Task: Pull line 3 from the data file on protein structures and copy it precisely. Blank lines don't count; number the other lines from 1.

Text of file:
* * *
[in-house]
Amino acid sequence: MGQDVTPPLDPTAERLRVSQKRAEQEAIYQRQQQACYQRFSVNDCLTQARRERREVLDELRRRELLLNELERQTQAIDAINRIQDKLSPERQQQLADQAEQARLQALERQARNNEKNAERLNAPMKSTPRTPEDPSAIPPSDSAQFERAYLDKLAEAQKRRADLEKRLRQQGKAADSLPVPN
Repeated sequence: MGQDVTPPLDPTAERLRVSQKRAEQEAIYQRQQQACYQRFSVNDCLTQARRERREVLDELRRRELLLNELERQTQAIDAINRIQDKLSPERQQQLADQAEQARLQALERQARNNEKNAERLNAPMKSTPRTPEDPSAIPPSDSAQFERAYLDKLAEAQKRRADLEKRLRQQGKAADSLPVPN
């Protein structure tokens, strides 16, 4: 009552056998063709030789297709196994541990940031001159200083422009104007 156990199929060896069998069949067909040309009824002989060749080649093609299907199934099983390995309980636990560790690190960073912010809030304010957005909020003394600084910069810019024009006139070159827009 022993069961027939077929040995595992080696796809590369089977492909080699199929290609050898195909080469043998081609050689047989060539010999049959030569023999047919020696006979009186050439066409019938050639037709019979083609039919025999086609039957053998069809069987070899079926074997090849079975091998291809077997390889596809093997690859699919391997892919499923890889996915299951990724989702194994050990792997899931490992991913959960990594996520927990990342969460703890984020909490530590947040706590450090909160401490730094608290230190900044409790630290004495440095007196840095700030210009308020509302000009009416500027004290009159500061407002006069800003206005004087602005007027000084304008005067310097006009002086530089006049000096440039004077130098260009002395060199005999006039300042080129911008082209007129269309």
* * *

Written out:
Repeated sequence: MGQDVTPPLDPTAERLRVSQKRAEQEAIYQRQQQACYQRFSVNDCLTQARRERREVLDELRRRELLLNELERQTQAIDAINRIQDKLSPERQQQLADQAEQARLQALERQARNNEKNAERLNAPMKSTPRTPEDPSAIPPSDSAQFERAYLDKLAEAQKRRADLEKRLRQQGKAADSLPVPN